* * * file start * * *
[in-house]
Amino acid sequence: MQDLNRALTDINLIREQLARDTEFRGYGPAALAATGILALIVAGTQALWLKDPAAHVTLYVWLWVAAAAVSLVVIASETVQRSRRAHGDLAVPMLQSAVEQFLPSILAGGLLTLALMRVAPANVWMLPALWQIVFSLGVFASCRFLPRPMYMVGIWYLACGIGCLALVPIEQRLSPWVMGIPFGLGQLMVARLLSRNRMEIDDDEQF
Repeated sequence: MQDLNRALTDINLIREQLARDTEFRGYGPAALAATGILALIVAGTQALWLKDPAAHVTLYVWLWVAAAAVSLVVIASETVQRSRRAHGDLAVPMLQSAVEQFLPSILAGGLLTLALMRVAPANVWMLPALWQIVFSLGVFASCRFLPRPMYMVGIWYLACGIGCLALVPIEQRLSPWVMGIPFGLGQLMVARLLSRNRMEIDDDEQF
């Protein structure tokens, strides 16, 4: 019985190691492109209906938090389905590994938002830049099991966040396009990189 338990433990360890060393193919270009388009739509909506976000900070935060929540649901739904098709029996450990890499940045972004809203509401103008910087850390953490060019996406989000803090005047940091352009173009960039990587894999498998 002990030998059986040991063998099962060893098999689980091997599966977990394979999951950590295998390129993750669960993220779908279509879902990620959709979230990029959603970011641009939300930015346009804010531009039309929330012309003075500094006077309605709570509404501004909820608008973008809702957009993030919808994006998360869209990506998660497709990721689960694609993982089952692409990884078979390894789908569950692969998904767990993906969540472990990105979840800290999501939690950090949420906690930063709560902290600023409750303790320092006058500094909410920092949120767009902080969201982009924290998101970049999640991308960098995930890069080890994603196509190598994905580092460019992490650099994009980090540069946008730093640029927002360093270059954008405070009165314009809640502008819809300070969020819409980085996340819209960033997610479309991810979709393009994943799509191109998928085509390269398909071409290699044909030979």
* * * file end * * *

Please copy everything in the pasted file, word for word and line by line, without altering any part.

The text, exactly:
[in-house]
Amino acid sequence: MQDLNRALTDINLIREQLARDTEFRGYGPAALAATGILALIVAGTQALWLKDPAAHVTLYVWLWVAAAAVSLVVIASETVQRSRRAHGDLAVPMLQSAVEQFLPSILAGGLLTLALMRVAPANVWMLPALWQIVFSLGVFASCRFLPRPMYMVGIWYLACGIGCLALVPIEQRLSPWVMGIPFGLGQLMVARLLSRNRMEIDDDEQF
Repeated sequence: MQDLNRALTDINLIREQLARDTEFRGYGPAALAATGILALIVAGTQALWLKDPAAHVTLYVWLWVAAAAVSLVVIASETVQRSRRAHGDLAVPMLQSAVEQFLPSILAGGLLTLALMRVAPANVWMLPALWQIVFSLGVFASCRFLPRPMYMVGIWYLACGIGCLALVPIEQRLSPWVMGIPFGLGQLMVARLLSRNRMEIDDDEQF
């Protein structure tokens, strides 16, 4: 019985190691492109209906938090389905590994938002830049099991966040396009990189 338990433990360890060393193919270009388009739509909506976000900070935060929540649901739904098709029996450990890499940045972004809203509401103008910087850390953490060019996406989000803090005047940091352009173009960039990587894999498998 002990030998059986040991063998099962060893098999689980091997599966977990394979999951950590295998390129993750669960993220779908279509879902990620959709979230990029959603970011641009939300930015346009804010531009039309929330012309003075500094006077309605709570509404501004909820608008973008809702957009993030919808994006998360869209990506998660497709990721689960694609993982089952692409990884078979390894789908569950692969998904767990993906969540472990990105979840800290999501939690950090949420906690930063709560902290600023409750303790320092006058500094909410920092949120767009902080969201982009924290998101970049999640991308960098995930890069080890994603196509190598994905580092460019992490650099994009980090540069946008730093640029927002360093270059954008405070009165314009809640502008819809300070969020819409980085996340819209960033997610479309991810979709393009994943799509191109998928085509390269398909071409290699044909030979």